Volume 277, Issues 1–3, 15 August 1997, Pages 83–98

Earthquake Generation Processes: Environmental Aspects and Physical Modelling

Analysis of high-pressure fluid flow in fractures with application to Yucca Mountain, Nevada, slug test data

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Increases in water pressure, if large enough, can be sufficient to open existing fractures in a fractured rock-water system. Such large water pressure increases are expected during earthquake activity and are also produced artificially in high-pressure hydraulic fracturing and slug injection tests. In an in-situ slug injection test, the slug of water is initially released into a packed-off interval of the borehole where the contained fluid is at ambient pressures. We recognize three separate stages in the behaviour of the fracture as the water pressure decreases due to drainage, namely opening, closing and, finally, completely closed. In the first stage, the water will initially drain out along conduits between the faces of the opening fracture. As the fracture opens and grows, it can become long enough to intersect any pre-existing network of open joints and fractures. If this connection occurs, the opened fracture will stop growing and there will be further rapid flow of fluid out along these open conduits. Even if connection to an open conduit does not occur, as the pressure drops the fracture will stop growing and eventually halt. At the pressure where the fracture tip begins to close, drainage into any open conduits will cease and drainage during fracture closing will thus be by flow into the porous walls of the fracture and borehole. This effect of the conduit being shut off may manifest as a kink in the observed height decay of the slug at this pressure due to the effect of the different drainage terms. As the water pressure decreases, the fracture will continue to close until the water pressure drops below the critical pressure and the fracture becomes completely closed. This total closure occurs at the same pressure as that necessary to re-open the fracture, and has been taken equal to the minimum principal stress. This total closure of the fracture also may manifest as a kink in the observed height decay of the slug, as below this closure pressure is the third, and final, stage where drainage is at the usual low pressures controlled by the permeability of the rock just around the packed-off interval of the borehole. We develop the most general mathematical model for this phenomenon using conservation of mass of the water in the borehole-fracture system for each separate pressure stage. This model of fracture behaviour, with separate flow stages and pressure regimes, explains the physical basis for the increasingly used technique in high-pressure injection tests of measuring the so-called re-opening pressure at the sharp change in slope of the rate of change of water height vs. height. Analytic and numerical solutions yield the rate at which the water height drops during the slug test and comparison with high-pressure test data confirms the accuracy of the model. Analysis of data from Yucca Mountain, Nevada, gives values for the fracture opening pressures that indicate the presence of extensional stresses of significant magnitude and of zones of pre-existing open fracture networks in the vicinity of the proposed repository site.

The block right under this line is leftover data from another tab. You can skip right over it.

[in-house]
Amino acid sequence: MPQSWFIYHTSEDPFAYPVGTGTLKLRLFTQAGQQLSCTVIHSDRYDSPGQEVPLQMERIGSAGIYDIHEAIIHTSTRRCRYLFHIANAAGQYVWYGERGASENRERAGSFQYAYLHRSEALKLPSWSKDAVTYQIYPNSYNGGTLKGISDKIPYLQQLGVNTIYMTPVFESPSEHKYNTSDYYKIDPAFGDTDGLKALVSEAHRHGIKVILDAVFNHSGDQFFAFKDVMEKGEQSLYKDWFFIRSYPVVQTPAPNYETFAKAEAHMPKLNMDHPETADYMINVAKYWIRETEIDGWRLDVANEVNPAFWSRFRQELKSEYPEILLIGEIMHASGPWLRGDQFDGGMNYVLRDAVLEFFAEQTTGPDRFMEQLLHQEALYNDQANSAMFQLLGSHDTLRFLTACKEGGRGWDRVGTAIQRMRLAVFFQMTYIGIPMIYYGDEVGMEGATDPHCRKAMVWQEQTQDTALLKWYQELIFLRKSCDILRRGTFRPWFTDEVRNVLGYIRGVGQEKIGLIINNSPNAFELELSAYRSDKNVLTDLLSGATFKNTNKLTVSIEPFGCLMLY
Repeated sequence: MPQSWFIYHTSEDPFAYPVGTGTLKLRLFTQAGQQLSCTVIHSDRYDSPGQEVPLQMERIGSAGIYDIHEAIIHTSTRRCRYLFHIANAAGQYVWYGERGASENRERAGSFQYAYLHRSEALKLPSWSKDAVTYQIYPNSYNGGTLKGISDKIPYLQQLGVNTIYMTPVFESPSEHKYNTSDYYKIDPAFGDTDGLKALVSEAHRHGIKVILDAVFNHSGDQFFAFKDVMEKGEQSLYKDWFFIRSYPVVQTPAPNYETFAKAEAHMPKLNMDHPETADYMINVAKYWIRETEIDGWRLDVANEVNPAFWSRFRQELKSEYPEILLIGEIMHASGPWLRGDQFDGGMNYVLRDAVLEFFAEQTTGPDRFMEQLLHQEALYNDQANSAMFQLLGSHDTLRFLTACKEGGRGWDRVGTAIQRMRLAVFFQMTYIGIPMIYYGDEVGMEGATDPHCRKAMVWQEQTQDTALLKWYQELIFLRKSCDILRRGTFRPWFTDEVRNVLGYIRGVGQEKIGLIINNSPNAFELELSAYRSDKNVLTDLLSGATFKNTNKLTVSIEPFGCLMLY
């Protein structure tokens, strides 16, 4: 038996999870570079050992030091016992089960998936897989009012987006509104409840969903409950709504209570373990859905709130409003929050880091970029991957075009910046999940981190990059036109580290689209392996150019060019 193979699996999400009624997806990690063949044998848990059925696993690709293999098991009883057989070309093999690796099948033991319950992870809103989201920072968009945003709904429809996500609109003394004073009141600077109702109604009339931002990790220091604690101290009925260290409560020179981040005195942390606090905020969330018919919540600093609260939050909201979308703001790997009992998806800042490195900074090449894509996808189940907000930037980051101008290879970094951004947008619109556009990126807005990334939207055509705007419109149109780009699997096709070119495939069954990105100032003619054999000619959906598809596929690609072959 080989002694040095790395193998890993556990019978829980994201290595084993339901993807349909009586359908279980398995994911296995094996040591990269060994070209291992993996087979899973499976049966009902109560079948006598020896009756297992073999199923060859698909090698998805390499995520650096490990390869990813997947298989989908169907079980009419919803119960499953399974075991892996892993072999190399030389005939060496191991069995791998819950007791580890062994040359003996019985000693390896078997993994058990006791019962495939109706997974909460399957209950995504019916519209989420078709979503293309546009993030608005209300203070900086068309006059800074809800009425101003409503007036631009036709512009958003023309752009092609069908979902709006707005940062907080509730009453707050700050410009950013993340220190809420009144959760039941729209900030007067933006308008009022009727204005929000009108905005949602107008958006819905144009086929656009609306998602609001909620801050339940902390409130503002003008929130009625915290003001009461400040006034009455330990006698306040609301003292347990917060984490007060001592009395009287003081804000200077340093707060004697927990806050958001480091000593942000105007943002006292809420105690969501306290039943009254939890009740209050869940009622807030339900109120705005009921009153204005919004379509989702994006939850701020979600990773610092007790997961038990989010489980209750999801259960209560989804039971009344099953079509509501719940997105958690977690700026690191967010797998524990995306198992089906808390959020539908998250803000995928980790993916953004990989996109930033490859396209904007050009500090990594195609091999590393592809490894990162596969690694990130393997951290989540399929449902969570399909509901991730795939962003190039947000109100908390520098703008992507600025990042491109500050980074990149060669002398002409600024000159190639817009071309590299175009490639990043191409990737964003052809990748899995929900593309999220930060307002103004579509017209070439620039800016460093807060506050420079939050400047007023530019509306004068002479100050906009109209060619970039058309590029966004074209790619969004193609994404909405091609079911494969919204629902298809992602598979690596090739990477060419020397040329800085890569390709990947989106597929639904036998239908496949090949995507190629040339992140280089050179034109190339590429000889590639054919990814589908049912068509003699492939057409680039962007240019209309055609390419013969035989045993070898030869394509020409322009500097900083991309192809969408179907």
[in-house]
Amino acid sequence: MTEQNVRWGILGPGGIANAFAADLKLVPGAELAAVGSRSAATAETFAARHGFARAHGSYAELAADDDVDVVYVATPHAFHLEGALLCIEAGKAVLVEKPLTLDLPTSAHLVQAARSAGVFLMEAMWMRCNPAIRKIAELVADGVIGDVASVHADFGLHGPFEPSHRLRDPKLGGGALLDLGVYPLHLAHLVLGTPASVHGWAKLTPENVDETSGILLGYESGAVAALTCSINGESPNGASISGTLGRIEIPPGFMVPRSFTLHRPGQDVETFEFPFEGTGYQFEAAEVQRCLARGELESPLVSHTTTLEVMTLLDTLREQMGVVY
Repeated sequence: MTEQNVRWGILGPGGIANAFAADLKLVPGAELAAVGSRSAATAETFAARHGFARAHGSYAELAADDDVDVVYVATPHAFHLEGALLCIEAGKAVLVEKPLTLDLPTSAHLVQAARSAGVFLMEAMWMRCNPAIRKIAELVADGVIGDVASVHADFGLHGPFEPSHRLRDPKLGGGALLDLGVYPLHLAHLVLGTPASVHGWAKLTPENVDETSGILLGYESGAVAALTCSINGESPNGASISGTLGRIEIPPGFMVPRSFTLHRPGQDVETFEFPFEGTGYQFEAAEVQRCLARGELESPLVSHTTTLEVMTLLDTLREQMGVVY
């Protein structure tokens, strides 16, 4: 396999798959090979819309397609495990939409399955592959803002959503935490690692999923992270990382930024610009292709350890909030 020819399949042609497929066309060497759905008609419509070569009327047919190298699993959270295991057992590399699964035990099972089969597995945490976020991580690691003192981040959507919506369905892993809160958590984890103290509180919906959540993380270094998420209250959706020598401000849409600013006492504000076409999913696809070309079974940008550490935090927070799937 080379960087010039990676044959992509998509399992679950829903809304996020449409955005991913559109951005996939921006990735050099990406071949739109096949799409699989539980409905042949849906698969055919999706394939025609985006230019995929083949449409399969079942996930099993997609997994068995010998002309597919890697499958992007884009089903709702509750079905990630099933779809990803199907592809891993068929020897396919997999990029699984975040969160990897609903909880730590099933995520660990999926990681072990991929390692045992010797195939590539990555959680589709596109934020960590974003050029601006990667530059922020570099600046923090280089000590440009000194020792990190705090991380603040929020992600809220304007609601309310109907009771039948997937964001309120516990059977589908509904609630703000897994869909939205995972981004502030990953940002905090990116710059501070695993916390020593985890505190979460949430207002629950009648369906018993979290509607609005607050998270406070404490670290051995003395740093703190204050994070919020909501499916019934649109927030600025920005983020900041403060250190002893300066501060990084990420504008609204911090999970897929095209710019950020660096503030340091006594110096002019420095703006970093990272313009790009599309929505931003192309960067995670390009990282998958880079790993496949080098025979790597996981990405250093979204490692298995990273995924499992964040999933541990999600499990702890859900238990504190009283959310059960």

• high pressure;
  • fluid flow;
  • fractures;
  • Yucca Mountain;
  • Nevada;
  • slug test data
Corresponding author.